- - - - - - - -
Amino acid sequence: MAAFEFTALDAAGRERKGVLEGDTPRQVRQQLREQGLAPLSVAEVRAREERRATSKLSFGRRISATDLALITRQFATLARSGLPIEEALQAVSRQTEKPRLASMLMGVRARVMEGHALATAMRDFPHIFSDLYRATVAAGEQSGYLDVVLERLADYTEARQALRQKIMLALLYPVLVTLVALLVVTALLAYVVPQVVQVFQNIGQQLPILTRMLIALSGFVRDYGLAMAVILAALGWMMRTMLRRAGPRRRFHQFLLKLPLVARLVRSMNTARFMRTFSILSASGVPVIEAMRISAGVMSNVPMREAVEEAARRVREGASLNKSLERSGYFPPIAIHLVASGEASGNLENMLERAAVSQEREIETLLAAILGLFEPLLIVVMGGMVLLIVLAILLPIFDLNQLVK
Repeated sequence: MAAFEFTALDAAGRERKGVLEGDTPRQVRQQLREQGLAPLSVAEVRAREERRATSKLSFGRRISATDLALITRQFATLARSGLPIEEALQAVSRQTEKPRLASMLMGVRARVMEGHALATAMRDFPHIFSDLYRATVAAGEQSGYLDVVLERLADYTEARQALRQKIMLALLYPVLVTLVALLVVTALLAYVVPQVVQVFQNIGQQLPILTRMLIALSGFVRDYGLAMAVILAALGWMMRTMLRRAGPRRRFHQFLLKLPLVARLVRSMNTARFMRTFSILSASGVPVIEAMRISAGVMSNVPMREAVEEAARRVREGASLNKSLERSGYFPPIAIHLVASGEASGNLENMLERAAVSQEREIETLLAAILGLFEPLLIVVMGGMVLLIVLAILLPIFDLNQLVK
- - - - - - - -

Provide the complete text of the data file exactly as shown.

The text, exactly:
Amino acid sequence: MAAFEFTALDAAGRERKGVLEGDTPRQVRQQLREQGLAPLSVAEVRAREERRATSKLSFGRRISATDLALITRQFATLARSGLPIEEALQAVSRQTEKPRLASMLMGVRARVMEGHALATAMRDFPHIFSDLYRATVAAGEQSGYLDVVLERLADYTEARQALRQKIMLALLYPVLVTLVALLVVTALLAYVVPQVVQVFQNIGQQLPILTRMLIALSGFVRDYGLAMAVILAALGWMMRTMLRRAGPRRRFHQFLLKLPLVARLVRSMNTARFMRTFSILSASGVPVIEAMRISAGVMSNVPMREAVEEAARRVREGASLNKSLERSGYFPPIAIHLVASGEASGNLENMLERAAVSQEREIETLLAAILGLFEPLLIVVMGGMVLLIVLAILLPIFDLNQLVK
Repeated sequence: MAAFEFTALDAAGRERKGVLEGDTPRQVRQQLREQGLAPLSVAEVRAREERRATSKLSFGRRISATDLALITRQFATLARSGLPIEEALQAVSRQTEKPRLASMLMGVRARVMEGHALATAMRDFPHIFSDLYRATVAAGEQSGYLDVVLERLADYTEARQALRQKIMLALLYPVLVTLVALLVVTALLAYVVPQVVQVFQNIGQQLPILTRMLIALSGFVRDYGLAMAVILAALGWMMRTMLRRAGPRRRFHQFLLKLPLVARLVRSMNTARFMRTFSILSASGVPVIEAMRISAGVMSNVPMREAVEEAARRVREGASLNKSLERSGYFPPIAIHLVASGEASGNLENMLERAAVSQEREIETLLAAILGLFEPLLIVVMGGMVLLIVLAILLPIFDLNQLVK